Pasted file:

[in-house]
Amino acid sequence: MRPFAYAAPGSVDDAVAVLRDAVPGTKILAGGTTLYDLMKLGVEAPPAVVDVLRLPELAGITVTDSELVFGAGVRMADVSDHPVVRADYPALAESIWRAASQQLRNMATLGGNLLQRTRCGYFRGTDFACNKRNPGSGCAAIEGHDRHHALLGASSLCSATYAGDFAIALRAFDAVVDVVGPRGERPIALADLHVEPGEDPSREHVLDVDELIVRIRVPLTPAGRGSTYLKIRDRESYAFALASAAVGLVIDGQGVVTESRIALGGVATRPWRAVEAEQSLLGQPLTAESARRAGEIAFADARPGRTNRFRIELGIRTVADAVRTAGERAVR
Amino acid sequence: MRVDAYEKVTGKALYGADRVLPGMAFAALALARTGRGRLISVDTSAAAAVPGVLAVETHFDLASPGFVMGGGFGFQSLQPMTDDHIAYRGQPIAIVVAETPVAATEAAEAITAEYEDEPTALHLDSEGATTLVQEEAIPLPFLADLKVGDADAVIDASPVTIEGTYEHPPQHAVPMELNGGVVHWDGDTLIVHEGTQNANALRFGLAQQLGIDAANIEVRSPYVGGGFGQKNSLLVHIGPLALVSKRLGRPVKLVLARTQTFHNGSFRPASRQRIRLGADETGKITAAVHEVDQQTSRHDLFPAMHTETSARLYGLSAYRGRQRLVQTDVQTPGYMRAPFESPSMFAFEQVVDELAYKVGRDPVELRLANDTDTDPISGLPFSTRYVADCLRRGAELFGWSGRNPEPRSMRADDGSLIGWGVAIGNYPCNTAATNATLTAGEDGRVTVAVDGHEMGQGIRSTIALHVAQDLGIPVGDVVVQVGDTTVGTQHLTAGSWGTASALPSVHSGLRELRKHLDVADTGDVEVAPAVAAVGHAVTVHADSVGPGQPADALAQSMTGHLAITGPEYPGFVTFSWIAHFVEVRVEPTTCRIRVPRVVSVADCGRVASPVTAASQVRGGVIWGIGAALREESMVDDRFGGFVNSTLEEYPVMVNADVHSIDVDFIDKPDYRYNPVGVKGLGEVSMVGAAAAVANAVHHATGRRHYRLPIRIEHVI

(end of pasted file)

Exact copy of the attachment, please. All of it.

[in-house]
Amino acid sequence: MRPFAYAAPGSVDDAVAVLRDAVPGTKILAGGTTLYDLMKLGVEAPPAVVDVLRLPELAGITVTDSELVFGAGVRMADVSDHPVVRADYPALAESIWRAASQQLRNMATLGGNLLQRTRCGYFRGTDFACNKRNPGSGCAAIEGHDRHHALLGASSLCSATYAGDFAIALRAFDAVVDVVGPRGERPIALADLHVEPGEDPSREHVLDVDELIVRIRVPLTPAGRGSTYLKIRDRESYAFALASAAVGLVIDGQGVVTESRIALGGVATRPWRAVEAEQSLLGQPLTAESARRAGEIAFADARPGRTNRFRIELGIRTVADAVRTAGERAVR
Amino acid sequence: MRVDAYEKVTGKALYGADRVLPGMAFAALALARTGRGRLISVDTSAAAAVPGVLAVETHFDLASPGFVMGGGFGFQSLQPMTDDHIAYRGQPIAIVVAETPVAATEAAEAITAEYEDEPTALHLDSEGATTLVQEEAIPLPFLADLKVGDADAVIDASPVTIEGTYEHPPQHAVPMELNGGVVHWDGDTLIVHEGTQNANALRFGLAQQLGIDAANIEVRSPYVGGGFGQKNSLLVHIGPLALVSKRLGRPVKLVLARTQTFHNGSFRPASRQRIRLGADETGKITAAVHEVDQQTSRHDLFPAMHTETSARLYGLSAYRGRQRLVQTDVQTPGYMRAPFESPSMFAFEQVVDELAYKVGRDPVELRLANDTDTDPISGLPFSTRYVADCLRRGAELFGWSGRNPEPRSMRADDGSLIGWGVAIGNYPCNTAATNATLTAGEDGRVTVAVDGHEMGQGIRSTIALHVAQDLGIPVGDVVVQVGDTTVGTQHLTAGSWGTASALPSVHSGLRELRKHLDVADTGDVEVAPAVAAVGHAVTVHADSVGPGQPADALAQSMTGHLAITGPEYPGFVTFSWIAHFVEVRVEPTTCRIRVPRVVSVADCGRVASPVTAASQVRGGVIWGIGAALREESMVDDRFGGFVNSTLEEYPVMVNADVHSIDVDFIDKPDYRYNPVGVKGLGEVSMVGAAAAVANAVHHATGRRHYRLPIRIEHVI